The European Commission is publishing today the results of Special Eurobarometer 2019 survey on EU citizens' views on development, cooperation and aid. The survey is based on fieldwork in the 28 EU Member States performed in June 2019. More than two thirds in each country think helping people in developing countries is important. The survey includes topics such as tackling poverty in developing countries as one of the main priorities of the EU, the impact on EU citizens and the role of private companies in the sustainable development of developing countries. The survey offers a view on how citizens perceive development and cooperation in every EU country as well as across the EU as a whole. Commissioner Mimica will announce the results today. A media package, including country fact sheets and infographics in 23 EU languages, is available.

 

The survey published today is part of a series of surveys that examine Europeans’ awareness and attitudes towards EU Regional Policy - the Flash Eurobarometer surveys 452, 423, 384 and 298. It begins by asking whether respondents have heard about any EU co-financed projects in the area where they live, and, if so, whether they believe those projects have had a positive or negative impact on their lives. Respondents are then asked about their familiarity with the EU’s two regional funds and whether they have benefited personally from an EU-funded project. The survey also provides information on the sources of information used by respondents to find out about the policy. The survey then examines respondents' views on the priorities of the EU's regional policy, asking them which geographical regions and which investment sectors the EU should target and who should take decisions about regional investments. It concludes by looking at public awareness of the EU outermost regions and about EU support to cross-border cooperation, including of Intereg and of four EU macro-regional strategies – in the Baltic Sea, along the Danube, in the Adriatic and Ionian Sea and in the Alpine region.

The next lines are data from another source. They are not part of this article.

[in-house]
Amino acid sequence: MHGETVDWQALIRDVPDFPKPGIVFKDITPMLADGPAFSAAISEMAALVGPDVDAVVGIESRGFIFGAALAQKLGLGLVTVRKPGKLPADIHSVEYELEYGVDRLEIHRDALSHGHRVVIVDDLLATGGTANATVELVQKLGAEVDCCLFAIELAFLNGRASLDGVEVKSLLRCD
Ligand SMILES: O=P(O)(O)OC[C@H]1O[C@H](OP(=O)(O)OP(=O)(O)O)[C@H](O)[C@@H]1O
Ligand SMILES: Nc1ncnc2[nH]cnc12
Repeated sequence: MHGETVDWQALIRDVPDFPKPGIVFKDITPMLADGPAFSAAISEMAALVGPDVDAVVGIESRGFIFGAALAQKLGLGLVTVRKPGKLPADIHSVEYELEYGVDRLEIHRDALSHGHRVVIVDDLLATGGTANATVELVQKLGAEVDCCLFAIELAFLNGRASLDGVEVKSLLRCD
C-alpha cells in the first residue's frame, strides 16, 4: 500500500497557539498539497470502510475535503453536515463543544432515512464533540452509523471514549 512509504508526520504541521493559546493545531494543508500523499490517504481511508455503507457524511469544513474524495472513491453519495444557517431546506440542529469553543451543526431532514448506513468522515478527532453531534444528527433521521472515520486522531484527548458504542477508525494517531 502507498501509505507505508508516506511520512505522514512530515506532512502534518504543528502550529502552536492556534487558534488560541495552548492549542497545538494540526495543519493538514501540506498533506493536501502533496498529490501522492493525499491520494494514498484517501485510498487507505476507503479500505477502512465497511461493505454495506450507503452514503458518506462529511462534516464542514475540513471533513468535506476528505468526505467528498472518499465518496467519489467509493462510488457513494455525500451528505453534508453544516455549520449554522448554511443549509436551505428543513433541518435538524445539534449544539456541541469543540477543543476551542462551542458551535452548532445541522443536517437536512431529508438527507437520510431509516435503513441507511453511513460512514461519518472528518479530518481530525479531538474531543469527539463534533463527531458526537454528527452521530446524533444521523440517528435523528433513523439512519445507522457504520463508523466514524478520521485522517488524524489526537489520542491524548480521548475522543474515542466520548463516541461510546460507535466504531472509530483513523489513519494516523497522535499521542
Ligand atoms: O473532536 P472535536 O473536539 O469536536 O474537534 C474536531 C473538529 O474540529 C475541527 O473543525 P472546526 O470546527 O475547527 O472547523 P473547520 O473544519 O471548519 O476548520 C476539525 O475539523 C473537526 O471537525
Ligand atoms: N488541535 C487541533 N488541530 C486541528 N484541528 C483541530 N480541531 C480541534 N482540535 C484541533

DGs CLIMA and ENER have published new Eurobarometer surveys showing strong public support for EU climate and energy policies. The surveys asked citizens from all EU Member States a variety of questions on current climate and energy policies and their wishes for future European action. Results were extremely encouraging with positive trends for citizens’ awareness of climate change, their desire for the EU and Member States to act, and willingness to take personal action to fight climate change. They also support prioritising an EU energy sector which is cleaner, more secure and more affordable. These surveys will be invaluable in shaping our climate and energy policies over the next five years. The survey results on EU climate policies is available in the reports on the Special Eurobarometer webpage.